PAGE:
Preview of Alex Hijmans new book of reportage from Brazil 3 June 2013 – Posted in: Uncategorised

One hundred photographs. One hundred short essays. A faraway country in wordsand pictures, unknown … but in the right at the heart of the world market.

All eyes are on Brazil at the moment and will be for the near future: 2014 – the World Cup in Brazil, 2016 – the Olympic Games in Rio de Janeiro. Economically and politically Brazil is now more important than ever before on the international stage as the giant of South America.

Here’s your invitation to get to know Brazil – to really get to know it, to avoid the clichés. In this book Alex Hijmans, a foreign correspondent in the country since 2007, shows you insights into Brazil that aren’t found on the postcards.

Here are some extracts from the book to be published later in 2013 – with totally exclusive English translations of the previewed extracts.* The texts accompanying the photographs in the publication are longer than those presented here, of course.

THIS IS NOT A POSTCARD

This picture is a cliché. As is the story it tells. And yet it needs to be here.

Children playing soccer – an image of Brazil? Hackneyed! Not to mention the beaches. And the mountain in the background Pão de Açúcar (Sugarloaf Mountain) is one of the most famous tourist sights in the world – along with Buckingham Palace, Niagra Falls or the Taj Mahal. And here they all are – the children, the beach and Sugarloaf Mountian all in one photograph.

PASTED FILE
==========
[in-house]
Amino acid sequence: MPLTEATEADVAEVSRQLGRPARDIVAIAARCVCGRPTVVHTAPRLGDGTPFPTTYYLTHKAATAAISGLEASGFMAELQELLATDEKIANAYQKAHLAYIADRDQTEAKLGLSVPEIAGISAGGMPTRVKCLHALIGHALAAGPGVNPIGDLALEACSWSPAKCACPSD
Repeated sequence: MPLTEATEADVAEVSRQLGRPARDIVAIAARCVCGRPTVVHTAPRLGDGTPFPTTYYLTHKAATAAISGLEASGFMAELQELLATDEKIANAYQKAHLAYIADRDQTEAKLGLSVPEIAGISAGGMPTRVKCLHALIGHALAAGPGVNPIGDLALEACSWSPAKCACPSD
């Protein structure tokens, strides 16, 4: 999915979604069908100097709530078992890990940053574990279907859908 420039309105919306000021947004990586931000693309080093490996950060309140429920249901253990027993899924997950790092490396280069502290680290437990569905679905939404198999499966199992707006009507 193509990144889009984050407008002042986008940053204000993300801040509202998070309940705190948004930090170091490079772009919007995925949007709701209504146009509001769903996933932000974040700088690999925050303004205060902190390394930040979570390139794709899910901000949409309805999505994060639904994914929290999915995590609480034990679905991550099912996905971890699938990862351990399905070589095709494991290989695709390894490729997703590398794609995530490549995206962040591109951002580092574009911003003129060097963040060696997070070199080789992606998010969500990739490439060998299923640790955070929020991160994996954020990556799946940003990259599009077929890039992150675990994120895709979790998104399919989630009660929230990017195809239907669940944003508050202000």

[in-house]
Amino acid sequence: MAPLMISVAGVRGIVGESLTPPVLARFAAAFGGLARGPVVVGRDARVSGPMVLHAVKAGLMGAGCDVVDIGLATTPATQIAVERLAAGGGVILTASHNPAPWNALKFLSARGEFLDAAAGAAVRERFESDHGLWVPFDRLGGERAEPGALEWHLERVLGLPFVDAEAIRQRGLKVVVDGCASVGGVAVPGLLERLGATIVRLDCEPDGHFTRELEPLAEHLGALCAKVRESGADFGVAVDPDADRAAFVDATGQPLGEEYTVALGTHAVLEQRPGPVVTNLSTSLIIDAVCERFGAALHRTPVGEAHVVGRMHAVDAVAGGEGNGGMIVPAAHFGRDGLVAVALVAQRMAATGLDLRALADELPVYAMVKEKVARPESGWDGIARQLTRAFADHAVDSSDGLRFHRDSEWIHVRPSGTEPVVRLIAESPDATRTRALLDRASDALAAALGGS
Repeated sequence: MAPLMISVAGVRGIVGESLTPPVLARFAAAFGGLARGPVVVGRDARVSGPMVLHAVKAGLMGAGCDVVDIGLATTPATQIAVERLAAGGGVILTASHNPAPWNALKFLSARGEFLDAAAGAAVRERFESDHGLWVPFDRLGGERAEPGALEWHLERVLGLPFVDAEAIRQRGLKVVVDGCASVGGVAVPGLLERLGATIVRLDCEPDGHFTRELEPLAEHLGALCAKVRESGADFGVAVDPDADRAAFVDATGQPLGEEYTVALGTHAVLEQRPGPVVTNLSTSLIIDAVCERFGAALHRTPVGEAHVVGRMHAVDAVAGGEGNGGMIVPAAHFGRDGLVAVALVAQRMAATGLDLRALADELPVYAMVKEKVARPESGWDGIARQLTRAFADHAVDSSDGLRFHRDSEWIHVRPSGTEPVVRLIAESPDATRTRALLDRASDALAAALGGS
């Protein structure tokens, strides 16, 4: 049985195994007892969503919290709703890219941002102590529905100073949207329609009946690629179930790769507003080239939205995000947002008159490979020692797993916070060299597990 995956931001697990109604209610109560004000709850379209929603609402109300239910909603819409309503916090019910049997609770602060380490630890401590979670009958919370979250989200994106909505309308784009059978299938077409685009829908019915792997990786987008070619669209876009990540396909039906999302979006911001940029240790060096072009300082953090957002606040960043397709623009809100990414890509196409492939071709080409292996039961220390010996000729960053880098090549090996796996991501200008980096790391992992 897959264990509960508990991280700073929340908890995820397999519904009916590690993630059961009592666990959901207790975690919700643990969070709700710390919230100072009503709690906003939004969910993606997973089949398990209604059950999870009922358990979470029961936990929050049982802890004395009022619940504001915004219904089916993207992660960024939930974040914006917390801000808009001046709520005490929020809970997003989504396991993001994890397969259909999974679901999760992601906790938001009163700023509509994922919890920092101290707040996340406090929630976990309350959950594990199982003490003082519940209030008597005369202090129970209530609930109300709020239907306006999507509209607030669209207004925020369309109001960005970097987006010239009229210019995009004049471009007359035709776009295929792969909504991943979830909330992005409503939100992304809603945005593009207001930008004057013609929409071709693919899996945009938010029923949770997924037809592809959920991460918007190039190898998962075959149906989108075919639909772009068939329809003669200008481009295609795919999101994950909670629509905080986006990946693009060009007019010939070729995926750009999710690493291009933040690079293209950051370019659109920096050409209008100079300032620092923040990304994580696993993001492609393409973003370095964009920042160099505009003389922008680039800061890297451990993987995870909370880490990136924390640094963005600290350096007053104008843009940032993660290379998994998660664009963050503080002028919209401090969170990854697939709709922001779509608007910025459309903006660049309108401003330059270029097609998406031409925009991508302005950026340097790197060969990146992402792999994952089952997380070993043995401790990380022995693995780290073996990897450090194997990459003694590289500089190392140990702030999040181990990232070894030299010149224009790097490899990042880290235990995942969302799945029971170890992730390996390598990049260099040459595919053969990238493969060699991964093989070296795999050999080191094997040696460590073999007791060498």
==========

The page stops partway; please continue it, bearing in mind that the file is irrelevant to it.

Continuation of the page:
Yes, it’s a postcard, alright. The only one in this book. That’s why it’s at the start. The best way to show that the rest of the book isn’t a collection of postcards is to show one at the beginning.

But in another way, this isn’t a postcard – it’s doesn’t tell any lies. The young football players aren’t employes by some Brazilian Bord Fáilte; they’re real people, playing a real game – even if they only have half a team…

 

FIGHTING STANCE

Jamopoty (on the right) and her husband Taquari donned their traditional costume moments before I took this photograph. They don’t allow anyone take their photo when they’re wearing their ordinary clothes – jeans and T-shirt.

Politics.

There is nothing at all in Olivença, a surfer’s paradise in the south of the State of Bahia that would give the visitor to believe that a nasty struggle was under way. There are no bullet holes in the windows, no incendiary graffiti on the walls. But ask anyone about the Brazilian government’s plan to create a sanctuary for the local tribe native to the area and the anger bubbles straight to the surface …

CONTRAST

I’m not someone who often speaks to himself out loud. But when I walked down towards the river Anil, down the hill on which the old city of São Luís is built I simply couldn’t stop the following words slipping out of my mouth: ‘Ô meu Brasil …’


‘Ochón, a Bhrasaíl mo chroí’ or ‘O my poor Brazil’ is a rough translation…

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